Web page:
My friend Hannah has started a great business called lemondrop. Not only do I love the name (god, it’s a good name!) and what it’s all about (connecting people with information about natural therapies and natural therapists) but also I love Han’s drive to get the site up and how it’s looking.
I’ve missed her so much since she’s moved to Adelaide from Sydney a few years back. She takes no shit, is wickedly funny and has an amazingly curious mind. She was just finishing her diploma in natural therapy when she moved down there, started a massage business, but has now taken her knowledge to a whole new level with this site. The site for me is also very “Hannah” – no unnecessary crap (I love the absence of all the whizz bang flash nonsense), rather a site that is deeply practical and intuitive.
Congrats Han – the site rocks!
I’ve been moving house this weekend and it really sucks. The packing and shifting anyway. The settling in and seeing what happens next is actually quite good though. Pack up your life, and dump it somewhere (even if it’s only down the road from where I was) – I’ve decided it’s nice to feel a little bit unsettled.
In between emptying boxes, I have been enjoying a glass of wine on the couch reading an old copy of the wonderful Dumbo Feather, Pass it On. This “mook” has the most beautiful, inspiring stories coupled with wonderful design and “lovely feeling paper”. Thank god it was sitting on top of an early opened box. I’ve been subscribing now for nearly two years, and it’s the most wonderful read. I love the excitement of receiving a new copy. It arrives at my work desk in a great big brown paper envelope. Each issue features four or so lovely main stories with little mini-features scattered like confetti through the pages. And the design – did I mention the design. So beautiful! And the paper – did I mention how it feels in your hand? Everything about this “mook” makes the heart soar. I cannot recommend this mag enough.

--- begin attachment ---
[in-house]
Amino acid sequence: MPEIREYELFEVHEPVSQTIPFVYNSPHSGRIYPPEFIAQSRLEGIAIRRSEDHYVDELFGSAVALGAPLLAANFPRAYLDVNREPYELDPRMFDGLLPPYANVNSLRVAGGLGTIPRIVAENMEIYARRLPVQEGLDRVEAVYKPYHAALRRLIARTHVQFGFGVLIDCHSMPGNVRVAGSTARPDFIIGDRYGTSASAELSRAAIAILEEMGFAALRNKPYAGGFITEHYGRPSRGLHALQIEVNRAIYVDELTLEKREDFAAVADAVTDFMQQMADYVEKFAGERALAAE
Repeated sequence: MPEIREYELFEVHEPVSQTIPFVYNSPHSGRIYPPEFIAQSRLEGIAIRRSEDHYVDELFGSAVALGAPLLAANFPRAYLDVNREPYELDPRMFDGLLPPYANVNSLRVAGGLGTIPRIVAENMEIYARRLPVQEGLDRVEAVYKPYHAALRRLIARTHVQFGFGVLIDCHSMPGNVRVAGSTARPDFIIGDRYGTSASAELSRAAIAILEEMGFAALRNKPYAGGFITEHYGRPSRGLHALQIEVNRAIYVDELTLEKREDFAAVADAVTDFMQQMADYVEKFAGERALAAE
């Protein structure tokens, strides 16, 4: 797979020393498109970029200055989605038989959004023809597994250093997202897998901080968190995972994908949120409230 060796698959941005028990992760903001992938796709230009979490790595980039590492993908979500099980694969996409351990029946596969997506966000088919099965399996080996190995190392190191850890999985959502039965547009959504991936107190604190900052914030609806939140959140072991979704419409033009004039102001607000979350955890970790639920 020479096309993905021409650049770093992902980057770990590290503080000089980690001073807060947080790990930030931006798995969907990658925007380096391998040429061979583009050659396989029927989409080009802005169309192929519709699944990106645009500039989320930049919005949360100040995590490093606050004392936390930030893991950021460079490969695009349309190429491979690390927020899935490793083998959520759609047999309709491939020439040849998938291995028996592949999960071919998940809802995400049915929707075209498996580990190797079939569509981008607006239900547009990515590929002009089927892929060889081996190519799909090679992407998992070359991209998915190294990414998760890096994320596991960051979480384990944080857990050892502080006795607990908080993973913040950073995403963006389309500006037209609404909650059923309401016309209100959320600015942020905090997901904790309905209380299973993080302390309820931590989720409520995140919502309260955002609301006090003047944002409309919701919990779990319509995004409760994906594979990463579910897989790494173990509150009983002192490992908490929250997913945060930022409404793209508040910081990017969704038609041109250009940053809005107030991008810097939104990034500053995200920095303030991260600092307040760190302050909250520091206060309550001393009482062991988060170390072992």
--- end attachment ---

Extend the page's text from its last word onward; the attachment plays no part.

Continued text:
So it’s back to the boxes – to unpack what I wonder is too many books. And search out my snow dome collection. Once they are all out then know it’s home.
If I ever get an email from anyone using comic sans I sense they will be a goofball in real life. If a bloke, they will be the type who wears loony tunes shiny polyester boxers, and maybe a novelty tie. If a woman they will subscribe to those websites where owners dress their pets in bibs looking miserable…and insist on forwarding it on to you. Daily.
I was very happy to read here and here that some students of the Royal College of Art have created the antedote to all that visual tom-foolery. Introducing Serious Sans! What a smart font. What nice lines. What sharp taste.
After doing a bit of webbery I have found this group who want to put the “sans in comic sans”. (I have to say I love anything with a ‘sans’ gag – ever since I learnt about the quite serious political group sans-cullotes. Men without breeches…haw haw haw.) Ban Comic Sans says comic sans is only appropraite in a few rare occasions. ie – NOT YOUR EMAIL FONT